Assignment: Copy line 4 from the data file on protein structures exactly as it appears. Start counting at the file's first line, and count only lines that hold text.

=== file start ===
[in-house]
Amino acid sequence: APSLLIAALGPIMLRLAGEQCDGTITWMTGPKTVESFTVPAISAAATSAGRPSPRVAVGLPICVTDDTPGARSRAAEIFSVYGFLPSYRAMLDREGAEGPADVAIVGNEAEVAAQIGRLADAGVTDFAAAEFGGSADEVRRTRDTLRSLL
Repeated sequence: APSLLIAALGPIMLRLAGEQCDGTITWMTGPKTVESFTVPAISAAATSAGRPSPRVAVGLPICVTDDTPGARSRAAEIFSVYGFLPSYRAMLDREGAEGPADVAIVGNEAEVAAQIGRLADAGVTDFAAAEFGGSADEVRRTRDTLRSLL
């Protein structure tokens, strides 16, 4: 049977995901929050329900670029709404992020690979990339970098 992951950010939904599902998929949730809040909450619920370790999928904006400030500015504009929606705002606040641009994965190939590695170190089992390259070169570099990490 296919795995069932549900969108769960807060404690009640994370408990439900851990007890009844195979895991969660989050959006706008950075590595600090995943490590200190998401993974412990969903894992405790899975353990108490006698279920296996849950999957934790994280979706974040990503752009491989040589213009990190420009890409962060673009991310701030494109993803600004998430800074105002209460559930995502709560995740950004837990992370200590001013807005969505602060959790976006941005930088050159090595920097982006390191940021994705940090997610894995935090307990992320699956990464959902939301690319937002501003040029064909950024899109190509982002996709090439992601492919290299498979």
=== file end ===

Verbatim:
């Protein structure tokens, strides 16, 4: 049977995901929050329900670029709404992020690979990339970098 992951950010939904599902998929949730809040909450619920370790999928904006400030500015504009929606705002606040641009994965190939590695170190089992390259070169570099990490 296919795995069932549900969108769960807060404690009640994370408990439900851990007890009844195979895991969660989050959006706008950075590595600090995943490590200190998401993974412990969903894992405790899975353990108490006698279920296996849950999957934790994280979706974040990503752009491989040589213009990190420009890409962060673009991310701030494109993803600004998430800074105002209460559930995502709560995740950004837990992370200590001013807005969505602060959790976006941005930088050159090595920097982006390191940021994705940090997610894995935090307990992320699956990464959902939301690319937002501003040029064909950024899109190509982002996709090439992601492919290299498979």